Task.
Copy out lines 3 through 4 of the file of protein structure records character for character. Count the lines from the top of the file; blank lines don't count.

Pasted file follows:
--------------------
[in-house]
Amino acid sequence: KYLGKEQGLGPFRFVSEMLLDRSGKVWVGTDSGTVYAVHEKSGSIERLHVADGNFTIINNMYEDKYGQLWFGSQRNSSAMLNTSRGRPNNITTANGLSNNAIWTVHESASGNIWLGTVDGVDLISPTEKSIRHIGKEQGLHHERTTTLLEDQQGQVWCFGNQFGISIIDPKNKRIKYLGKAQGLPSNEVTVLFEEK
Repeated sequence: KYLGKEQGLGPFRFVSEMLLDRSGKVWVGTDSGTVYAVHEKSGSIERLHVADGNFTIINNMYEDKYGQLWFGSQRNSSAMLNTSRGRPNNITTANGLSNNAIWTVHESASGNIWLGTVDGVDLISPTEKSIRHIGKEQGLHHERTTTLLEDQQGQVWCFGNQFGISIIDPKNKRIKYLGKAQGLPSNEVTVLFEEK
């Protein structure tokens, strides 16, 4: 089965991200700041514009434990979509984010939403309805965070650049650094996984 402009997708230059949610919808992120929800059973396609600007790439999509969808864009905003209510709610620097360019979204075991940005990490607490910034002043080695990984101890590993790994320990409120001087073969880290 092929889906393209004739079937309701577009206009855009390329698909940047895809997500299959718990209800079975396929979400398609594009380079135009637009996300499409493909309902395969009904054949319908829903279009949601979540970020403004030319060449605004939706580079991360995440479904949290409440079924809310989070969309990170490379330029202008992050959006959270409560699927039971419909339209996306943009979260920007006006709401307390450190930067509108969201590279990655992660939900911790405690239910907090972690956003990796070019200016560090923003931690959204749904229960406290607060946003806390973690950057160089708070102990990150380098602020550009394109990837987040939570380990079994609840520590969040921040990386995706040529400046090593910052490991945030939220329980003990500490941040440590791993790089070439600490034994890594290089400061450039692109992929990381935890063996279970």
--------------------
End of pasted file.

Repeated sequence: KYLGKEQGLGPFRFVSEMLLDRSGKVWVGTDSGTVYAVHEKSGSIERLHVADGNFTIINNMYEDKYGQLWFGSQRNSSAMLNTSRGRPNNITTANGLSNNAIWTVHESASGNIWLGTVDGVDLISPTEKSIRHIGKEQGLHHERTTTLLEDQQGQVWCFGNQFGISIIDPKNKRIKYLGKAQGLPSNEVTVLFEEK
């Protein structure tokens, strides 16, 4: 089965991200700041514009434990979509984010939403309805965070650049650094996984 402009997708230059949610919808992120929800059973396609600007790439999509969808864009905003209510709610620097360019979204075991940005990490607490910034002043080695990984101890590993790994320990409120001087073969880290 092929889906393209004739079937309701577009206009855009390329698909940047895809997500299959718990209800079975396929979400398609594009380079135009637009996300499409493909309902395969009904054949319908829903279009949601979540970020403004030319060449605004939706580079991360995440479904949290409440079924809310989070969309990170490379330029202008992050959006959270409560699927039971419909339209996306943009979260920007006006709401307390450190930067509108969201590279990655992660939900911790405690239910907090972690956003990796070019200016560090923003931690959204749904229960406290607060946003806390973690950057160089708070102990990150380098602020550009394109990837987040939570380990079994609840520590969040921040990386995706040529400046090593910052490991945030939220329980003990500490941040440590791993790089070439600490034994890594290089400061450039692109992929990381935890063996279970």